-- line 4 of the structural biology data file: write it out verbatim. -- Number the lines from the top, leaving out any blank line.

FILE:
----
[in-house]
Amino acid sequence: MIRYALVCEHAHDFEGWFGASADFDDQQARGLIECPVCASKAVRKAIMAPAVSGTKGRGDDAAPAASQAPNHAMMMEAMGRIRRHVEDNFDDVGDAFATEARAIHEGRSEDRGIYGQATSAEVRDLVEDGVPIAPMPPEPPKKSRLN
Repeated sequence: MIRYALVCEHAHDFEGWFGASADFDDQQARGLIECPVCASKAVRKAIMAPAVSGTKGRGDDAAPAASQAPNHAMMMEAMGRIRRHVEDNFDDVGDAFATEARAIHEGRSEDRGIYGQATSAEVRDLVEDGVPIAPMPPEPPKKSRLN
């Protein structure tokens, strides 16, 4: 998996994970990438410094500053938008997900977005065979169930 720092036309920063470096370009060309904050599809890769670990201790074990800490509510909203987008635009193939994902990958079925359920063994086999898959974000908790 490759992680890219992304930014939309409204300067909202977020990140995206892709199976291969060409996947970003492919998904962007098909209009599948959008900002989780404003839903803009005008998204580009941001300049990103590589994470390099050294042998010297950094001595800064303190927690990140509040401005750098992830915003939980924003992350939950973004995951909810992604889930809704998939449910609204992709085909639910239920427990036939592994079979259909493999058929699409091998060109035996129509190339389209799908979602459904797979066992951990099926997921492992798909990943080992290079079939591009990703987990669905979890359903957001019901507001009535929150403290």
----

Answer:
């Protein structure tokens, strides 16, 4: 998996994970990438410094500053938008997900977005065979169930 720092036309920063470096370009060309904050599809890769670990201790074990800490509510909203987008635009193939994902990958079925359920063994086999898959974000908790 490759992680890219992304930014939309409204300067909202977020990140995206892709199976291969060409996947970003492919998904962007098909209009599948959008900002989780404003839903803009005008998204580009941001300049990103590589994470390099050294042998010297950094001595800064303190927690990140509040401005750098992830915003939980924003992350939950973004995951909810992604889930809704998939449910609204992709085909639910239920427990036939592994079979259909493999058929699409091998060109035996129509190339389209799908979602459904797979066992951990099926997921492992798909990943080992290079079939591009990703987990669905979890359903957001019901507001009535929150403290």